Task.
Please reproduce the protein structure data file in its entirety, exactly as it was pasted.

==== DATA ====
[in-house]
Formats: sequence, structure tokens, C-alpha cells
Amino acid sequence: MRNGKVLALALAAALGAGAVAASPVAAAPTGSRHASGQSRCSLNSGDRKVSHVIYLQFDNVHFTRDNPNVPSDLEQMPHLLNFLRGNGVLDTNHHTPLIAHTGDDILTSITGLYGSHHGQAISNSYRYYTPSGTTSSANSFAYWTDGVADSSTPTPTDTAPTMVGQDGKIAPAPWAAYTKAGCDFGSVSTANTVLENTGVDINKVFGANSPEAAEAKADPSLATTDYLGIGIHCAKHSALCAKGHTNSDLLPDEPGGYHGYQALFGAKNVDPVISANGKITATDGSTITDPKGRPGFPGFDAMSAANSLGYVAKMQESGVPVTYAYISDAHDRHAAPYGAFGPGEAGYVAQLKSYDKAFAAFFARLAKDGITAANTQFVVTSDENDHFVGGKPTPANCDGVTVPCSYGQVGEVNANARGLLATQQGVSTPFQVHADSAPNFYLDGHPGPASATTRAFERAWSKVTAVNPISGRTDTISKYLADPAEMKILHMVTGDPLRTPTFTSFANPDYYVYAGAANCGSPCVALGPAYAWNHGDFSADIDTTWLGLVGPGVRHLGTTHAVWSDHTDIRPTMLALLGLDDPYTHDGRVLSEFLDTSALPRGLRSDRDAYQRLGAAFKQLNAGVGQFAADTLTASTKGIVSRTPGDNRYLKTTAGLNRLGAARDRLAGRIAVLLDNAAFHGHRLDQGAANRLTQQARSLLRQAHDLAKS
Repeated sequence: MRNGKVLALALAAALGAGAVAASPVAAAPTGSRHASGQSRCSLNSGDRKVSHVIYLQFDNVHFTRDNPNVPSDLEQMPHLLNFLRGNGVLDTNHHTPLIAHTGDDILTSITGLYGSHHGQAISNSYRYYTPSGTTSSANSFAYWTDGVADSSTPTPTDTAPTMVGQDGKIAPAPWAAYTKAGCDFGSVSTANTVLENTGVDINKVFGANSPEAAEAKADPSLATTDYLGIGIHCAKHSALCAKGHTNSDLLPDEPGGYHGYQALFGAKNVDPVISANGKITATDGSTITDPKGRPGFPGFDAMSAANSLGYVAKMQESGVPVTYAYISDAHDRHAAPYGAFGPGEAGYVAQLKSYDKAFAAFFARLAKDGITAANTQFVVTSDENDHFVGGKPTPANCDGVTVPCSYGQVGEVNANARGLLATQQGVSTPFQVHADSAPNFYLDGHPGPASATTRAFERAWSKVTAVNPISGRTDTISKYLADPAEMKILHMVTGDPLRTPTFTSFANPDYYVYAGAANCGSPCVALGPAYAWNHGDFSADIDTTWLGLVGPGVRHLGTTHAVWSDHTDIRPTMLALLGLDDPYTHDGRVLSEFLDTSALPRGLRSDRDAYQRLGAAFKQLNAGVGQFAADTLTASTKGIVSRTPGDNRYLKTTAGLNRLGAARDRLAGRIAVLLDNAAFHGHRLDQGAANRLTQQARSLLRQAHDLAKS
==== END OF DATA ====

[in-house]
Formats: sequence, structure tokens, C-alpha cells
Amino acid sequence: MRNGKVLALALAAALGAGAVAASPVAAAPTGSRHASGQSRCSLNSGDRKVSHVIYLQFDNVHFTRDNPNVPSDLEQMPHLLNFLRGNGVLDTNHHTPLIAHTGDDILTSITGLYGSHHGQAISNSYRYYTPSGTTSSANSFAYWTDGVADSSTPTPTDTAPTMVGQDGKIAPAPWAAYTKAGCDFGSVSTANTVLENTGVDINKVFGANSPEAAEAKADPSLATTDYLGIGIHCAKHSALCAKGHTNSDLLPDEPGGYHGYQALFGAKNVDPVISANGKITATDGSTITDPKGRPGFPGFDAMSAANSLGYVAKMQESGVPVTYAYISDAHDRHAAPYGAFGPGEAGYVAQLKSYDKAFAAFFARLAKDGITAANTQFVVTSDENDHFVGGKPTPANCDGVTVPCSYGQVGEVNANARGLLATQQGVSTPFQVHADSAPNFYLDGHPGPASATTRAFERAWSKVTAVNPISGRTDTISKYLADPAEMKILHMVTGDPLRTPTFTSFANPDYYVYAGAANCGSPCVALGPAYAWNHGDFSADIDTTWLGLVGPGVRHLGTTHAVWSDHTDIRPTMLALLGLDDPYTHDGRVLSEFLDTSALPRGLRSDRDAYQRLGAAFKQLNAGVGQFAADTLTASTKGIVSRTPGDNRYLKTTAGLNRLGAARDRLAGRIAVLLDNAAFHGHRLDQGAANRLTQQARSLLRQAHDLAKS
Repeated sequence: MRNGKVLALALAAALGAGAVAASPVAAAPTGSRHASGQSRCSLNSGDRKVSHVIYLQFDNVHFTRDNPNVPSDLEQMPHLLNFLRGNGVLDTNHHTPLIAHTGDDILTSITGLYGSHHGQAISNSYRYYTPSGTTSSANSFAYWTDGVADSSTPTPTDTAPTMVGQDGKIAPAPWAAYTKAGCDFGSVSTANTVLENTGVDINKVFGANSPEAAEAKADPSLATTDYLGIGIHCAKHSALCAKGHTNSDLLPDEPGGYHGYQALFGAKNVDPVISANGKITATDGSTITDPKGRPGFPGFDAMSAANSLGYVAKMQESGVPVTYAYISDAHDRHAAPYGAFGPGEAGYVAQLKSYDKAFAAFFARLAKDGITAANTQFVVTSDENDHFVGGKPTPANCDGVTVPCSYGQVGEVNANARGLLATQQGVSTPFQVHADSAPNFYLDGHPGPASATTRAFERAWSKVTAVNPISGRTDTISKYLADPAEMKILHMVTGDPLRTPTFTSFANPDYYVYAGAANCGSPCVALGPAYAWNHGDFSADIDTTWLGLVGPGVRHLGTTHAVWSDHTDIRPTMLALLGLDDPYTHDGRVLSEFLDTSALPRGLRSDRDAYQRLGAAFKQLNAGVGQFAADTLTASTKGIVSRTPGDNRYLKTTAGLNRLGAARDRLAGRIAVLLDNAAFHGHRLDQGAANRLTQQARSLLRQAHDLAKS